Seasonal influenza vaccination is associated with reduced risk of death among Medicare beneficiaries

Timothy G. Buchman*, Steven Q. Simpson, Kimberly L. Sciarretta, Kristen P. Finne, Nicole Sowers, Michael Collier, Saurabh Chavan, Rose Do, Cheng Lin, Ibijoke Oke, Kiersten E. Rhodes, Aathira Santhosh, Alexander T. Sandhu, Steve Chu, Sandeep A. Patel, Gary L. Disbrow, Rick A. Bright, Thomas E. MaCurdy, Jeffrey A. Kelman

*Corresponding author for this work

Research output: Contribution to journalArticlepeer-review

1 Scopus citations


Background: Influenza causes substantial mortality, especially among older persons. Influenza vaccines are rarely more than 50% effective and rarely reach more than half of the US Medicare population, which is primarily an aged population. We wished to estimate the association between vaccination and mortality reduction. Method: We used the US Center for Medicare and Medicaid Services (CMS) DataLink Project to determine vaccination status and timing during the 2017–2018 influenza season for more than 26 million Medicare enrollees. Patient-level demographic, health, co-morbidity, hospitalization, vaccination, and healthcare utilization claims data were supplied as covariates to general linear models in order to isolate and estimate the association between participation in the vaccination program and relative risk of death. Findings: The 2017–2018 seasonal influenza vaccine reduced (Relative Risk Ratio [RRR] 0.936 [95% CI = 0.918–0.954]) the risk of all-cause death among beneficiaries following a hospitalization for sepsis and moreover the risk of death without a prior hospitalization during the 2.5-month outcome window (RRR 0.870 [95% CI = 0.853–0.887]). We estimate the number needed to vaccinate (NNV) to prevent a death in the ten-week outcome window is between 1,515 beneficiaries (95% CI = 1,351–1,754; derived from the average treatment effect of augmented inverse probability weighting) and 1,960 beneficiaries (95% CI = 1,695–2,381; derived from the average marginal effect of logistic regression). Among beneficiaries requiring hospitalization, the greatest death risk reduction accrued to those 85 + years of age who were hospitalized with sepsis, RRR 0.92 [95% CI = 0.89–0.95]. No apparent benefit was realized by beneficiaries who required custodial (nursing home) care. Interpretation: Seasonal influenza immunization is associated with relative reduction of death risk among non-institutionalized Medicare beneficiaries. Funding: All authors are full-time or contractual employees of the United States Federal Government, Department of Health and Human Services, the funding agency.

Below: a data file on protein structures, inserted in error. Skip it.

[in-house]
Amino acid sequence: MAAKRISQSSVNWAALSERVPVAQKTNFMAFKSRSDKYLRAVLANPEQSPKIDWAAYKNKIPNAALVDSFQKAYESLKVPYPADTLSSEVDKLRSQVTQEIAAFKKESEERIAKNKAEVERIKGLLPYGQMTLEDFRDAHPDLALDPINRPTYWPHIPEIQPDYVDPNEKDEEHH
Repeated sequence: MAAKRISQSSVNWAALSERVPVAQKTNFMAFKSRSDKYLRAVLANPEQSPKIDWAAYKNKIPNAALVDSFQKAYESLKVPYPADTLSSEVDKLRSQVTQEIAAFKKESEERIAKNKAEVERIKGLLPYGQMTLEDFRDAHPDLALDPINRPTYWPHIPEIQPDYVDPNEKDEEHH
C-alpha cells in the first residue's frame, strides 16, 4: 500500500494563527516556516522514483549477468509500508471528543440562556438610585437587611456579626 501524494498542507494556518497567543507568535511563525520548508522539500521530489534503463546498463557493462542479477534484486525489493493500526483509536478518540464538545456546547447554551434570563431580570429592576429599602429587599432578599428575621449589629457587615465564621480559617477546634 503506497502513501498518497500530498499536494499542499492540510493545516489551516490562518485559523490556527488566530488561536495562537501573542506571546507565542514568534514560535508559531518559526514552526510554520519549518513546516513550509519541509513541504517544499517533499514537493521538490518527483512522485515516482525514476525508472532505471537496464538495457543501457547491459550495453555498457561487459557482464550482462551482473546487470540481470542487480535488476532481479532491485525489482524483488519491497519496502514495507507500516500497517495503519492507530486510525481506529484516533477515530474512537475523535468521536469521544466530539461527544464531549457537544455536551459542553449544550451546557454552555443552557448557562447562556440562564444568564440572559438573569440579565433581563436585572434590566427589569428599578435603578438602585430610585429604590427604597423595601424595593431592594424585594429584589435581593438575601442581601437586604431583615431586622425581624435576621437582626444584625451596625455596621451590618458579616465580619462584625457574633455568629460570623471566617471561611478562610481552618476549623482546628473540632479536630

Original languageEnglish
Pages (from-to)7569-7577
Number of pages9
Issue number52
StatePublished - 20 Dec 2021
Externally publishedYes


  • Influenza
  • Medicare
  • Sepsis: mortality
  • Vaccination
  • Vaccine


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